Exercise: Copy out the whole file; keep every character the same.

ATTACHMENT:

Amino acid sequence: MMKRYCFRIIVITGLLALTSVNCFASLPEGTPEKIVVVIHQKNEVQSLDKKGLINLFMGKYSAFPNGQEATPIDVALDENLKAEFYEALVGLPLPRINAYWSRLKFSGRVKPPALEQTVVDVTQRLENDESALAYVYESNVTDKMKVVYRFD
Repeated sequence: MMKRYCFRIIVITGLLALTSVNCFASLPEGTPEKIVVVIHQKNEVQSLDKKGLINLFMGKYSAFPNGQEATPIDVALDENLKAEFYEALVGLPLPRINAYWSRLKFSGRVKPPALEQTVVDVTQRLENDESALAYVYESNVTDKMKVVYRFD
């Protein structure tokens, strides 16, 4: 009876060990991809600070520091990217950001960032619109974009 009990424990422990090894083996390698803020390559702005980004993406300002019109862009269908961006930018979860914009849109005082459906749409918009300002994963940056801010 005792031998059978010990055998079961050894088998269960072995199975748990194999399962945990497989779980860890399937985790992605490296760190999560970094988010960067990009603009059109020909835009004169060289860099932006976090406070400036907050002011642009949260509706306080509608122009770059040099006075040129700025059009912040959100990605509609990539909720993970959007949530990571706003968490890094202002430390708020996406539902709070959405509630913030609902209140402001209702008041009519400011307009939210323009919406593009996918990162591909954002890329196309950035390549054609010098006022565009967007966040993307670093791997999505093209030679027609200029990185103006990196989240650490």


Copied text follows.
Amino acid sequence: MMKRYCFRIIVITGLLALTSVNCFASLPEGTPEKIVVVIHQKNEVQSLDKKGLINLFMGKYSAFPNGQEATPIDVALDENLKAEFYEALVGLPLPRINAYWSRLKFSGRVKPPALEQTVVDVTQRLENDESALAYVYESNVTDKMKVVYRFD
Repeated sequence: MMKRYCFRIIVITGLLALTSVNCFASLPEGTPEKIVVVIHQKNEVQSLDKKGLINLFMGKYSAFPNGQEATPIDVALDENLKAEFYEALVGLPLPRINAYWSRLKFSGRVKPPALEQTVVDVTQRLENDESALAYVYESNVTDKMKVVYRFD
């Protein structure tokens, strides 16, 4: 009876060990991809600070520091990217950001960032619109974009 009990424990422990090894083996390698803020390559702005980004993406300002019109862009269908961006930018979860914009849109005082459906749409918009300002994963940056801010 005792031998059978010990055998079961050894088998269960072995199975748990194999399962945990497989779980860890399937985790992605490296760190999560970094988010960067990009603009059109020909835009004169060289860099932006976090406070400036907050002011642009949260509706306080509608122009770059040099006075040129700025059009912040959100990605509609990539909720993970959007949530990571706003968490890094202002430390708020996406539902709070959405509630913030609902209140402001209702008041009519400011307009939210323009919406593009996918990162591909954002890329196309950035390549054609010098006022565009967007966040993307670093791997999505093209030679027609200029990185103006990196989240650490």